Gouguen­heim Win­ery

A fam­ily busi­ness rein­vent­ing suc­cess in the Uco Val­ley


Back in the early 2000s the Ar­gen­tinian econ­omy crashed, and the coun­try’s wine in­dus­try soon fol­lowed. But in 2002, Pa­tri­cio Gouguen­heim – born in Ar­gentina to French par­ents – took an op­po­site di­rec­tion to most, en­ter­ing the wine trade in­stead of leav­ing it.

A seven-year-old Pa­tri­cio first dis­cov­ered his love for wine when his fa­ther let him taste some at meal­times mixed with sparkling wa­ter. His later ca­reer in merg­ers and ac­qui­si­tions led him to Men­doza and, af­ter com­ing across a win­ery in the Uco Val­ley, he quickly re­alised that his old life work­ing in fi­nance was over. While this win­ery was all but aban­doned, it was nev­er­the­less blessed with an abun­dance of small con­crete tanks – per­fect for mak­ing high-qual­ity, site-fo­cused wines

‘I worked with an in­vest­ment group try­ing to sell two Ar­gen­tinian winer­ies in the US and UK mar­kets,’ re­calls Gouguen­heim of his ear­lier ca­reer. ‘I stud­ied the busi­ness for al­most two years un­til I be­came fas­ci­nated by this old win­ery in the mid­dle of the Uco Val­ley.

‘It was in Tupun­gato, where you find the high­est vines in Men­doza. Hav­ing vine­yards at height – ours are at more than 1,000m alti­tude – means hav­ing good qual­ity wines. There is a huge dif­fer­ence be­tween wines from this re­gion with those that come from other parts of Men­doza. With great views of the An­des moun­tains, an ir­ri­ga­tion sys­tem and re­ally unique soils, it was the per­fect lo­ca­tion to start this fam­ily busi­ness I’ve that I’d al­ways dreamt of.’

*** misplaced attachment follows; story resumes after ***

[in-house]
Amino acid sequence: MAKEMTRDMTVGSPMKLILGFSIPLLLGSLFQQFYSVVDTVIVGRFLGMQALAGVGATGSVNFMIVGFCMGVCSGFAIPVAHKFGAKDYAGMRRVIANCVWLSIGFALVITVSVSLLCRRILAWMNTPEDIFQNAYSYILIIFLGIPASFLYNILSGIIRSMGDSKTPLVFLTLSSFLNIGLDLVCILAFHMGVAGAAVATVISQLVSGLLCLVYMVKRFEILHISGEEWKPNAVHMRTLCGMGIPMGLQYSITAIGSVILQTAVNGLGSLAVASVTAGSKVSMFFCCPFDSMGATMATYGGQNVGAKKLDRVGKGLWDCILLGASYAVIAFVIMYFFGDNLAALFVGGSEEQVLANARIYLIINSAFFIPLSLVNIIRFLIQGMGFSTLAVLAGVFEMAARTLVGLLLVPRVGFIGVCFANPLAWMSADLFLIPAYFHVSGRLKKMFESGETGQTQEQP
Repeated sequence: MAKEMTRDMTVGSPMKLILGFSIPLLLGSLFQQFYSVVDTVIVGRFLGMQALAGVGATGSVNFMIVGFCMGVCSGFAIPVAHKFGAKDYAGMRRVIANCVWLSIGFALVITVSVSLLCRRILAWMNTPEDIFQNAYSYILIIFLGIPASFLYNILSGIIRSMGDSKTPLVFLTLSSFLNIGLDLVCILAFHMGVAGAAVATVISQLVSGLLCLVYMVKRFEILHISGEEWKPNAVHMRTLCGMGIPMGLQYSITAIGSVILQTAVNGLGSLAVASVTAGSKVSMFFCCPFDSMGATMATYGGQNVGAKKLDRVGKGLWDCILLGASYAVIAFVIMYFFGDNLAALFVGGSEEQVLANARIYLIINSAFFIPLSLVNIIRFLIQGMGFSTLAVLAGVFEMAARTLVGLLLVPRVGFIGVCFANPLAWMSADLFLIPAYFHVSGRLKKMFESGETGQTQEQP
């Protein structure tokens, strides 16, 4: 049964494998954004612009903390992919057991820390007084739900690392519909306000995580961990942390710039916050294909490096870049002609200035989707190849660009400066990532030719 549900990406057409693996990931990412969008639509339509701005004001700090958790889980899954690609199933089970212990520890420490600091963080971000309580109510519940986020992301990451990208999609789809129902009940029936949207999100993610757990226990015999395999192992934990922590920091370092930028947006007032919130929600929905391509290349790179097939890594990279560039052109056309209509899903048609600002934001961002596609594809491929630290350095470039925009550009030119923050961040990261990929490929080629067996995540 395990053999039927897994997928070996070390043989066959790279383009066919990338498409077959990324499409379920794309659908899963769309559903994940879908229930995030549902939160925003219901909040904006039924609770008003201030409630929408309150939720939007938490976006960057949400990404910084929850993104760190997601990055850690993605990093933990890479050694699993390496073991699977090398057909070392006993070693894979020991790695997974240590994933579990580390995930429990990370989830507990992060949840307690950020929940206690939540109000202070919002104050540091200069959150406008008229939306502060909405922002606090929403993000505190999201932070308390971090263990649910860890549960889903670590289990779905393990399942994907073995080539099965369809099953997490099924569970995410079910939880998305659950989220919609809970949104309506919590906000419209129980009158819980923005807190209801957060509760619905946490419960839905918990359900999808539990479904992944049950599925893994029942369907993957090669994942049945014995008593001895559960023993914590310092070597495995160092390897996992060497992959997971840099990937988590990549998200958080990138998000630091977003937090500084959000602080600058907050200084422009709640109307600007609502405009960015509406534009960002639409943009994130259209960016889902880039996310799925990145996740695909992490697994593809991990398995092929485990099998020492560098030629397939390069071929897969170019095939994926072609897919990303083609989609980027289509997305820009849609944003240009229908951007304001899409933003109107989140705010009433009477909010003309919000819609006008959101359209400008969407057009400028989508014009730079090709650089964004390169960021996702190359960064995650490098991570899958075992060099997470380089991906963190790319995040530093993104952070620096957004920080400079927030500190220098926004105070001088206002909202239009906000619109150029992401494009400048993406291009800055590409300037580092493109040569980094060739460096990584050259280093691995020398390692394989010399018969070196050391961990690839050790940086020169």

With no pre­vi­ous ex­pe­ri­ence as a wine pro­ducer, Gouguen­heim un­der­stand­ably started mak­ing wines – mainly oaked Mal­becs – that fol­lowed Ar­gentina’s tried and tested tra­di­tions. Yet, in 2014, the win­ery was the first in the coun­try to make and sell a sparkling wine made from the coun­try’s sig­na­ture grape, called Mal­bec Bub­bles Rosé Ex­tra Brut.

The Mal­bec must is mac­er­ated for three days prior to fer­men­ta­tion which takes place in stain­less steel tanks at a cool tem­per­a­ture of 12°C in or­der to re­tain the va­ri­ety’s fresh aro­mat­ics and brisk, pri­mary red fruit flavours.

This ex­cit­ing new wine – a first for Ar­gentina – was a sparkling suc­cess from the off, earn­ing 89 points in De­can­ter in May 2017 and now 91 points in this is­sue

(see p99). Such val­i­da­tion is fur­ther proof, along with in­creas­ing suc­cess at home and in other in­ter­na­tional mar­kets, that Gouguen­heim’s judge­ment to fol­low his dream de­spite the eco­nomic pres­sures of 16 years ago was the right one.

‘I never re­gret, not even for a minute, what we’ve done,’ says Gouguen­heim. ‘I wanted a change in my qual­ity of life – to cre­ate a fam­ily busi­ness, and to pro­duce some­thing I am proud of. That is why we use our name in our wines. I have my sons work­ing by my side, and my grand­chil­dren are al­ready be­com­ing fa­mil­iar with the win­ery.’

Above: Gouguen­heim vines with the An­des in the back­ground

Gouguen­heimÕs sparkling rosŽ

Newspapers in English

Newspapers from UK

© PressReader. All rights reserved.